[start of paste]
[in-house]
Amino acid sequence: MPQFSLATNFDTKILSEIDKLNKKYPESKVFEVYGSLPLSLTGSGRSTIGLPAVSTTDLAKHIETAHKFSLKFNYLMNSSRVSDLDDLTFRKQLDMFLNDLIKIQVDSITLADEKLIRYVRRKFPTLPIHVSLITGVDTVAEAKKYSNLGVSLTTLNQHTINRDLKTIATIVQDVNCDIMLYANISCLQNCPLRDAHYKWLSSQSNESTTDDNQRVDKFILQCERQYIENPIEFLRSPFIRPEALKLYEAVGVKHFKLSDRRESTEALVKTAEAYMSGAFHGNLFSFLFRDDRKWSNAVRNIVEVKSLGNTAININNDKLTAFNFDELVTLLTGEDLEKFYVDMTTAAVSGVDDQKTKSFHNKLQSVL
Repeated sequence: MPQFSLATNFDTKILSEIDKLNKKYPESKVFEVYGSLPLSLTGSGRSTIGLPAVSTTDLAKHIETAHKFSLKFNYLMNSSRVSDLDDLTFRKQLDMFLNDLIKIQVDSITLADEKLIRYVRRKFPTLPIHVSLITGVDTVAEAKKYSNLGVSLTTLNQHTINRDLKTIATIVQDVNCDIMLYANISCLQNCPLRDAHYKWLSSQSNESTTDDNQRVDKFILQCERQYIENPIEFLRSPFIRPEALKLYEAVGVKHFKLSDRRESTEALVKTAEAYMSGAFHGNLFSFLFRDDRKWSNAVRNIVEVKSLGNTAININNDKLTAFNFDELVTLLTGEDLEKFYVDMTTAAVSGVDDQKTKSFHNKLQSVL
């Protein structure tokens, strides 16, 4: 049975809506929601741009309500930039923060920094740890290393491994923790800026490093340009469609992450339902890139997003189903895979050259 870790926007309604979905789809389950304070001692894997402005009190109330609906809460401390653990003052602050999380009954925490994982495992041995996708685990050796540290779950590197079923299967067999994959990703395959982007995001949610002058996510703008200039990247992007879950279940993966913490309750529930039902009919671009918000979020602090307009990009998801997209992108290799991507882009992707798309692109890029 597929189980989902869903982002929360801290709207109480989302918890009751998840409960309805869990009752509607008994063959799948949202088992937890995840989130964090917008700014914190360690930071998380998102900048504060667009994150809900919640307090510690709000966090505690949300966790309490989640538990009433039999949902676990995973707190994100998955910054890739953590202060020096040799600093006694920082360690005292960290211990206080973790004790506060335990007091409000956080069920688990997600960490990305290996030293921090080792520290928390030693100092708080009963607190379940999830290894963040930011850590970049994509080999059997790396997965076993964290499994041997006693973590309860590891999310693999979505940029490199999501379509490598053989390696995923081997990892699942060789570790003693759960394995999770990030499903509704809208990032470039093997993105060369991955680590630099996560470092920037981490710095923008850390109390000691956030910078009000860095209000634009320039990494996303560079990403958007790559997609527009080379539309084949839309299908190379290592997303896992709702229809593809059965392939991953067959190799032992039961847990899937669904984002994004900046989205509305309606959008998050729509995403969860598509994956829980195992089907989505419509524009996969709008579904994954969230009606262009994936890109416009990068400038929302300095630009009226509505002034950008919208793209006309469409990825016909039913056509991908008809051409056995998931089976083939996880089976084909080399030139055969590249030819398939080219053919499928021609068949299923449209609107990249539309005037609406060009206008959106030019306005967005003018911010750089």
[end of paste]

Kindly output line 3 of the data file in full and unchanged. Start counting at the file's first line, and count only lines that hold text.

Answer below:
Repeated sequence: MPQFSLATNFDTKILSEIDKLNKKYPESKVFEVYGSLPLSLTGSGRSTIGLPAVSTTDLAKHIETAHKFSLKFNYLMNSSRVSDLDDLTFRKQLDMFLNDLIKIQVDSITLADEKLIRYVRRKFPTLPIHVSLITGVDTVAEAKKYSNLGVSLTTLNQHTINRDLKTIATIVQDVNCDIMLYANISCLQNCPLRDAHYKWLSSQSNESTTDDNQRVDKFILQCERQYIENPIEFLRSPFIRPEALKLYEAVGVKHFKLSDRRESTEALVKTAEAYMSGAFHGNLFSFLFRDDRKWSNAVRNIVEVKSLGNTAININNDKLTAFNFDELVTLLTGEDLEKFYVDMTTAAVSGVDDQKTKSFHNKLQSVL